China, Afghanistan and Pakistan held their first tripartite dialogue in Beijing on December 26, 2017. The three foreign ministers’ joint press release says, “The three sides reaffirmed their commitment to improving their relations, deepening mutually beneficial cooperation, advancing connectivity under the Belt and Road Initiative, and fighting terrorism in all its forms and manifestations without any distinction. The three Foreign Ministers agreed to jointly work together on political mutual trust and reconciliation, development cooperation and connectivity, security cooperation and counter-terrorism as three topics of the trilateral cooperation.”

In addition, it says, “The three sides agreed to conduct win-win trilateral economic cooperation, with an incremental approach, starting from the easier initiatives to the more difficult ones. The three sides agreed to continue economic development cooperation in areas of mutual interest, and expressed willingness to strengthen people-to-people contacts.”

Chinese Foreign Minister Wang Yi said after the first trilateral meeting that China and Pakistan would look at extending their $57 billion China-Pakistan Economic Corridor (CPEC) to Afghanistan and that he hoped CPEC could benefit the whole region and act as an impetus for development.

Pakistani Foreign Minister Khawaja Asif make it clearer by saying, “The successful implementation of CPEC projects will serve as a model for enhancing connectivity and cooperation through similar projects with neighboring countries, including Afghanistan, Iran and with central and west Asia.”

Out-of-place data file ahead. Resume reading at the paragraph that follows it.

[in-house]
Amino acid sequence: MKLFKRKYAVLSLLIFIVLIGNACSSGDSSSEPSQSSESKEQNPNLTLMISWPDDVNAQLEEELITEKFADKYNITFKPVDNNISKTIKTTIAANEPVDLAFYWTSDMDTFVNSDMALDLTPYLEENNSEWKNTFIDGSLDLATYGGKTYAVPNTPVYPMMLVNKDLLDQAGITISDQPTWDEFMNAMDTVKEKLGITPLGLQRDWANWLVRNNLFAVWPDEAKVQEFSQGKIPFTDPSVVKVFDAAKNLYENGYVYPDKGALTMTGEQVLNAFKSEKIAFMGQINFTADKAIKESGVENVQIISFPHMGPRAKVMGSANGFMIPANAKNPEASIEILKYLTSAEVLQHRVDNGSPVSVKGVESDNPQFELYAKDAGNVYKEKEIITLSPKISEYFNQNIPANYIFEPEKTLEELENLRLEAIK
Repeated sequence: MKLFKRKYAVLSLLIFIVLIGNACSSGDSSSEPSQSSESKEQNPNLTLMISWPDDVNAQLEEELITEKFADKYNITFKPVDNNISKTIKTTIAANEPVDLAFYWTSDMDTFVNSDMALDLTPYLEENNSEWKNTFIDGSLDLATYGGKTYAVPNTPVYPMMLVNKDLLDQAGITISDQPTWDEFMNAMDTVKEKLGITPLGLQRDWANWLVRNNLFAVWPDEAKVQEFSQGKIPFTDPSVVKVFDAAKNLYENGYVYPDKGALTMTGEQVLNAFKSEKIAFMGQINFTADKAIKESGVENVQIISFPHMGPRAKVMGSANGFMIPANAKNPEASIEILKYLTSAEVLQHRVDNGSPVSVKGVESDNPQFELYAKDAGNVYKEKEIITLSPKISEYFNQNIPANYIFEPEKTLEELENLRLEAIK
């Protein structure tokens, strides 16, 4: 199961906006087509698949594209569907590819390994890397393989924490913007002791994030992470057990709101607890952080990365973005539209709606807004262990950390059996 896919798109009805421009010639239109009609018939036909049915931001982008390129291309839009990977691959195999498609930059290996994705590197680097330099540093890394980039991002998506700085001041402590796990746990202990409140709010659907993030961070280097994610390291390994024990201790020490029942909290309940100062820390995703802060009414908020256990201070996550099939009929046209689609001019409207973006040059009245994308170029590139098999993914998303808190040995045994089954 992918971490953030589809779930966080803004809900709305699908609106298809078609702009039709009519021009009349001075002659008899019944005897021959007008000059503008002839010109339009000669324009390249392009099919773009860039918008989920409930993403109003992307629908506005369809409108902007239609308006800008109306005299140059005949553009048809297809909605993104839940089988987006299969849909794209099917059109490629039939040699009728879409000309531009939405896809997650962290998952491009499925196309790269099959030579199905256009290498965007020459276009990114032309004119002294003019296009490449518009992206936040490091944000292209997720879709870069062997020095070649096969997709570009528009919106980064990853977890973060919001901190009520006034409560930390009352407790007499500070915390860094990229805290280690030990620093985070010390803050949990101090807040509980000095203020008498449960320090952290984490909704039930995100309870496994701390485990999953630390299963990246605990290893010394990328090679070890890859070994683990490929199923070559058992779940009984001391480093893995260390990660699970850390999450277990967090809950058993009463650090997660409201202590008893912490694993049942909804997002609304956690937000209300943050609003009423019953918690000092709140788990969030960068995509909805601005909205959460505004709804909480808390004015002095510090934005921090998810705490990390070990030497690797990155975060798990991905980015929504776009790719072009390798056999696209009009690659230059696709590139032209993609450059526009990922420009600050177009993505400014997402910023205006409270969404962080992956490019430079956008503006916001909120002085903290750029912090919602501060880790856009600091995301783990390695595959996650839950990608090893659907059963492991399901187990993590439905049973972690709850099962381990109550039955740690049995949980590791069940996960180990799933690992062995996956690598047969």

Iran and central and west Asia are what China wants to include in its Belt and Road initiative. Chinese trade will go through CPEC to Iran on land and go through sea route from Pakistani port of Gwadar along coast of Iran to the Arabian Peninsula and then cross the Red Sea, the Suez Canal and the Mediterranean to Europe.

Moreover, extending CPEC to Afghanistan is very important to prevent the spread of Islamist terrorism from Pakistan and Afghanistan to China’s underdeveloped western region of Xinjiang.

Article by Chan Kai Yee


China, Pakistan to look at including Afghanistan in $57 billion economic corridor


(L to R) Afghan Foreign Minister Salahuddin Rabbani, Chinese Foreign Minister Wang Yi and Pakistani Foreign Minister Khawaja Asif attend a joint news conference after the 1st China-Afghanistan-Pakistan Foreign Ministers’ Dialogue in Beijing, China, December 26, 2017. REUTERS/Jason Lee

Ben Blanchard December 26, 2017